The guard and its military wing are identified as a power base for Mr. Ahmadinejad. Under his administration, American officials said, the guard has moved increasingly into commercial operations, earning profits and extending its influence in Iran in areas involving big government contracts, including building airports and other infrastructure, oil production, and providing cellphones.

The immediate legal consequence of the guard’s designation as a terrorist organization would be to make it unlawful for anyone subject to United States jurisdiction to knowingly provide material support or resources to the guard, according to the State Department. Any United States financial institution that becomes aware that it possesses, or has control over, funds of a foreign terrorist organization would have to turn them over to the Treasury Department.

Because Iran has done little business with the United States in more than two decades, the larger point of the designation would be to heighten the political and psychological pressure on Iran, administration officials said, by using the designation to persuade foreign governments and financial institutions to cut ties with Iranian businesses and individuals.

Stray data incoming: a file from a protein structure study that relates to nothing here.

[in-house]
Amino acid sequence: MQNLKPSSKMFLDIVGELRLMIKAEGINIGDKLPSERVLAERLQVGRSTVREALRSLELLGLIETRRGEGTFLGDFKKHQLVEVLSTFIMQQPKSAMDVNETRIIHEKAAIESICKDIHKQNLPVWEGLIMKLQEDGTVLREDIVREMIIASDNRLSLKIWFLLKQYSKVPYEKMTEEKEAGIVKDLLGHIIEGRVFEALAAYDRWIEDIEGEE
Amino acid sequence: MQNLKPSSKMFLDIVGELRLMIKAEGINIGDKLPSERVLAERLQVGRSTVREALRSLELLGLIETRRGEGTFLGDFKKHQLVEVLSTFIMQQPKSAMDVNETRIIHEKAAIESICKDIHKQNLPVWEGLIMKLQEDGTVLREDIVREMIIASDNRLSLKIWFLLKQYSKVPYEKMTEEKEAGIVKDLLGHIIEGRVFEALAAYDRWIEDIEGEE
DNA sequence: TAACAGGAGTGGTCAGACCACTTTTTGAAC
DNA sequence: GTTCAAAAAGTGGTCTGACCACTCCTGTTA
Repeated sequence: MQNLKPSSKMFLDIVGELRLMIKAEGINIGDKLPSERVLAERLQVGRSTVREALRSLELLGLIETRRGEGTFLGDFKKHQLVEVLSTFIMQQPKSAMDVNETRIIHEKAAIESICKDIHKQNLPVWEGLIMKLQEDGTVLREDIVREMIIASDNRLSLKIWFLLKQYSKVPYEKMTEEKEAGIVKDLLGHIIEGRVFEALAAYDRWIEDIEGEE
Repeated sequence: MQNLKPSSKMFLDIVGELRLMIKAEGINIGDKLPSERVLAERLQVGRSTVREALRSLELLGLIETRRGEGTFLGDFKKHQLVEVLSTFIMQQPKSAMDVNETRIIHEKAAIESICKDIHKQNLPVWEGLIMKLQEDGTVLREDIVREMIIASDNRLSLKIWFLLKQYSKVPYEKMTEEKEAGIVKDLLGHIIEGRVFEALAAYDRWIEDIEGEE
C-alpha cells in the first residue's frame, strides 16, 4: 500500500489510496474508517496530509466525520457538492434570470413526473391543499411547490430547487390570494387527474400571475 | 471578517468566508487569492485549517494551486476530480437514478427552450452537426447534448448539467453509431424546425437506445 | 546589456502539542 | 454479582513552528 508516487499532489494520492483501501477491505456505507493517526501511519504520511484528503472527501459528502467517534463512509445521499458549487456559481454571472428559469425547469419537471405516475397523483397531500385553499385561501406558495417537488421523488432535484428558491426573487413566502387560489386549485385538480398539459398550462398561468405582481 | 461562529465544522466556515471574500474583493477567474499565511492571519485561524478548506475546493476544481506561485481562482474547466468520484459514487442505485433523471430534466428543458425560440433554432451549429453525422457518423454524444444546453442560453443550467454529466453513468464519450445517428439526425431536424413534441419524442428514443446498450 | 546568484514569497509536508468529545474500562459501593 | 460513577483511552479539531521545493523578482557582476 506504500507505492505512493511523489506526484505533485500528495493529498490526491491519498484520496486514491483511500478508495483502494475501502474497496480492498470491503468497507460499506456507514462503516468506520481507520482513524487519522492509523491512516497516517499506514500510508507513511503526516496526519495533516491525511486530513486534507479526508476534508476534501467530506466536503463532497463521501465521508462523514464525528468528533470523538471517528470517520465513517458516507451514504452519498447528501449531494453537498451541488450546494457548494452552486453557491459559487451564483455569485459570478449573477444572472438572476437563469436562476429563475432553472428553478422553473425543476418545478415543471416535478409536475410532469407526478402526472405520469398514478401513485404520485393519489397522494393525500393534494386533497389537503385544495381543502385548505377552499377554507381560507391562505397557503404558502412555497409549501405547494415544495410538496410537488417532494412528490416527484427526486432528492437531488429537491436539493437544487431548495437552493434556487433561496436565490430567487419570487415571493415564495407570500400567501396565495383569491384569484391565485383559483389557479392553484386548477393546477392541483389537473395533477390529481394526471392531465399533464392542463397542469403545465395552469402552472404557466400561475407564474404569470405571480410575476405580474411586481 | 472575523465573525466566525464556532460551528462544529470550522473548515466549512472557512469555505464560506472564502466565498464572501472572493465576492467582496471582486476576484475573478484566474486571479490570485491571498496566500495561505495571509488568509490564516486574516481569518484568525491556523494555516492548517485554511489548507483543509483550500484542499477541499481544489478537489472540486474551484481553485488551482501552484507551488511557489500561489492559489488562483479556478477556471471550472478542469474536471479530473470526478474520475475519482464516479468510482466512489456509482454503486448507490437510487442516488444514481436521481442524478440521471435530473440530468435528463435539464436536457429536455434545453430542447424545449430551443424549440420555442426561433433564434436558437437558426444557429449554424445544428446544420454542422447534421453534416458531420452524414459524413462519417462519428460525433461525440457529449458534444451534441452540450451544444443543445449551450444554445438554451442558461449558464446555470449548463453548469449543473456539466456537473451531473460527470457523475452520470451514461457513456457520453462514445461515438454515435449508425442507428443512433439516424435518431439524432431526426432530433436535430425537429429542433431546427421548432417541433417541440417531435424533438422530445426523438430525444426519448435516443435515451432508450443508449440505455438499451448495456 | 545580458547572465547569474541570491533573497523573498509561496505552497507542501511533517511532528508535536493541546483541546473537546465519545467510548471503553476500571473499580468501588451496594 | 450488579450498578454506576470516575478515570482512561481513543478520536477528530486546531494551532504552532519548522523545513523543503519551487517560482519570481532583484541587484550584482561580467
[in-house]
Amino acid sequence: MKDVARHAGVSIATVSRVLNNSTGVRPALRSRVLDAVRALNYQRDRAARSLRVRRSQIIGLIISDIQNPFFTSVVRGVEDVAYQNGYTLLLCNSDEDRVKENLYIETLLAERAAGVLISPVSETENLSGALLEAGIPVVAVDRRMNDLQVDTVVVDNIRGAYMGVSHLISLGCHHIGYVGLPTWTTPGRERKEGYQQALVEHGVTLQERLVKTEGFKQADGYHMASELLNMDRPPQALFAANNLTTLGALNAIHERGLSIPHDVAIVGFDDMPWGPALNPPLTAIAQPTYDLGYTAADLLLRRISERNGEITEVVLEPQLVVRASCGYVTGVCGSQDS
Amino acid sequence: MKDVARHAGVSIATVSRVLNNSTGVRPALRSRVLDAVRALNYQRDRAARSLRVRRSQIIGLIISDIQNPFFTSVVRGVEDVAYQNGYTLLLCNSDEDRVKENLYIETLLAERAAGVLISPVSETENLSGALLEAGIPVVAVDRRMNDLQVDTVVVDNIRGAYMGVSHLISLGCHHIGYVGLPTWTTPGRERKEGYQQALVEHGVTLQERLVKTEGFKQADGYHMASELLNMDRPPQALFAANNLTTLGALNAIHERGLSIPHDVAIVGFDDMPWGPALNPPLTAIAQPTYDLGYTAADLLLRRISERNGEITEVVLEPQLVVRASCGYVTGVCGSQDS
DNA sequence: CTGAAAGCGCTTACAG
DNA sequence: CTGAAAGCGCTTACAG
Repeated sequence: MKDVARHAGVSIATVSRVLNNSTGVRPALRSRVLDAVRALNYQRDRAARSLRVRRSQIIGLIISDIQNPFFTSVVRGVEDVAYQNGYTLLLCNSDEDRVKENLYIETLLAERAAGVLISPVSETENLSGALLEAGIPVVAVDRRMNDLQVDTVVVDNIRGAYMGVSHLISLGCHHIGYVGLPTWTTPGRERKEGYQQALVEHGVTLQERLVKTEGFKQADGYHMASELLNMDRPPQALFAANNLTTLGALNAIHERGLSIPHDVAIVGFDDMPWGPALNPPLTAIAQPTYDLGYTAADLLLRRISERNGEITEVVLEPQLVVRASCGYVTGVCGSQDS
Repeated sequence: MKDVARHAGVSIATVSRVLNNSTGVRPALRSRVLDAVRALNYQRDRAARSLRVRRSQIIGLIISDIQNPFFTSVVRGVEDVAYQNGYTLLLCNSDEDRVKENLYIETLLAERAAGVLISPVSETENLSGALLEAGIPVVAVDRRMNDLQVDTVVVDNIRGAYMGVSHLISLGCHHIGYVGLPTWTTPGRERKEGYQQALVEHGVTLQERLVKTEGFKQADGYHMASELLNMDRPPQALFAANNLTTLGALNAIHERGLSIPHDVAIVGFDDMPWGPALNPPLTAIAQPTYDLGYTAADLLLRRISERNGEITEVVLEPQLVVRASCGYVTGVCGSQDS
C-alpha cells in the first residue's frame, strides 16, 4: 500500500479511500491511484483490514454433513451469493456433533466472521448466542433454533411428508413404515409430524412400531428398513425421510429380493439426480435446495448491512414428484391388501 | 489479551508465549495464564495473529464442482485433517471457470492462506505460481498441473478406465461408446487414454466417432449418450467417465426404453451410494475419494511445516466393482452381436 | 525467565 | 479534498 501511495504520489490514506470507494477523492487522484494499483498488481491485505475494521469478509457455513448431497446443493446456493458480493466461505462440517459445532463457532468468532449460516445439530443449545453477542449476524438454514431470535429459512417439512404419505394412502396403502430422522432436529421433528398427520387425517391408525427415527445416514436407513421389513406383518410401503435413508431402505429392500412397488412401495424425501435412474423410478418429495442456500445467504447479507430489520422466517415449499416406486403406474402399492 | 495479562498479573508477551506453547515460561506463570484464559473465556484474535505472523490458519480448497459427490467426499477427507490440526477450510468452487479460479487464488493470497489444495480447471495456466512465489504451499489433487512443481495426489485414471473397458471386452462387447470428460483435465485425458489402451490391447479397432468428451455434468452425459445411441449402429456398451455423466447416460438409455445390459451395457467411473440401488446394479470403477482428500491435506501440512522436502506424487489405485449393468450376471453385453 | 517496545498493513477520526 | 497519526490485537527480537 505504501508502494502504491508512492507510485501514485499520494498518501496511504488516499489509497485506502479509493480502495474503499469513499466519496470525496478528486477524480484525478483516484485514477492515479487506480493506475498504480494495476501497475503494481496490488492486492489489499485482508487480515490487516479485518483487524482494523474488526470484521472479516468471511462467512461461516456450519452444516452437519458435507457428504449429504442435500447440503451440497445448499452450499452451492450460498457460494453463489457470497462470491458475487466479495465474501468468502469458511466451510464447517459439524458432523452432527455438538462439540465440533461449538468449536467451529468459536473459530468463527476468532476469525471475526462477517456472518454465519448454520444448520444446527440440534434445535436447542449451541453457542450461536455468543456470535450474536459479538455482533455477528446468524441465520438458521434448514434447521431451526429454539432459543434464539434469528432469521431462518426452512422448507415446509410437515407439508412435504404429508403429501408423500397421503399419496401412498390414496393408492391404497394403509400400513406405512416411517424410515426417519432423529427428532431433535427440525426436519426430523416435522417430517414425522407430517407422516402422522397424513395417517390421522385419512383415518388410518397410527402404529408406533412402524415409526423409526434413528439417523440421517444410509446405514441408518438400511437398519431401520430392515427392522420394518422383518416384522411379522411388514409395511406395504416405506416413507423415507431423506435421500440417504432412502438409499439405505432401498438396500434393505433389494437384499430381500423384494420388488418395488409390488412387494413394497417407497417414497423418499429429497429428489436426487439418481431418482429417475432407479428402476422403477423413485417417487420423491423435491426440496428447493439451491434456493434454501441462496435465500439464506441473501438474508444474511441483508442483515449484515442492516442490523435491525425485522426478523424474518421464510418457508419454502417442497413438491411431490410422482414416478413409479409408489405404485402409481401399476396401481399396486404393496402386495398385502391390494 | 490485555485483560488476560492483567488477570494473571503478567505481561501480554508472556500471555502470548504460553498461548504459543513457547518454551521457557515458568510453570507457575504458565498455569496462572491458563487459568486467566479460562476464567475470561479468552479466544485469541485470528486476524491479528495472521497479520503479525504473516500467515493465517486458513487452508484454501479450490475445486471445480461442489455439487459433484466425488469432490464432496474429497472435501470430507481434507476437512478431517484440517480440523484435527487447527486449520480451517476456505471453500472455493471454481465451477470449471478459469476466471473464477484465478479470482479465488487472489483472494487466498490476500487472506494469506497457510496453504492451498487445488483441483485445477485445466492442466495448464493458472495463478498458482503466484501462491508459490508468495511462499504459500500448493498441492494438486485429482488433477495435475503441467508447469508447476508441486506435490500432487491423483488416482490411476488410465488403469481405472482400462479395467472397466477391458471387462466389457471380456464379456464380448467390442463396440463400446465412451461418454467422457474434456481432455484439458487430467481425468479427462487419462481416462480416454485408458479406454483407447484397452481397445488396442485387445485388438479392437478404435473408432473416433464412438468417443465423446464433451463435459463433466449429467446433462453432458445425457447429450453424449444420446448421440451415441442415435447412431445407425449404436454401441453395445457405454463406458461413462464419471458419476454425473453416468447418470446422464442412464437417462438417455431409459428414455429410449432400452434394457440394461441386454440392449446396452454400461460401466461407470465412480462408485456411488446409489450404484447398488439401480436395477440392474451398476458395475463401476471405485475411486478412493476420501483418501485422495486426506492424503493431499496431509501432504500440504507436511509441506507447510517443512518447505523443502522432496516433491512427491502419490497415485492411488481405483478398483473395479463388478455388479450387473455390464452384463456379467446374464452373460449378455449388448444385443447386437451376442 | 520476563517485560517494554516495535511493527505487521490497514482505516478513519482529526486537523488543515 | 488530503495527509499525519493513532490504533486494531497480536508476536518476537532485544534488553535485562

The decision would have little impact on American military activities in Iraq, where coalition forces already pursue fighters, advisers, and financiers who support antigovernment forces, according to a senior Defense Department official. “We are going to go after any forces that are engaged in activities that are disruptive to the stability and security of Iraq,” said the official, who spoke on condition of anonymity because the subject was pending administration policy.

--Helene Cooper and Thom Shanker contributed reporting from Washington, Jim Rutenberg from Crawford, Tex., and David Rohde from Kabul, Afghanistan.


In depth


By Demetri Sevastopulo (Washington) and Gareth Smyth (Tehran)

Financial Times (UK)
August 15, 2007

The Bush administration is considering designating the Iranian Revolutionary Guards as a terrorist organization in an effort to ratchet up pressure on the government in Tehran.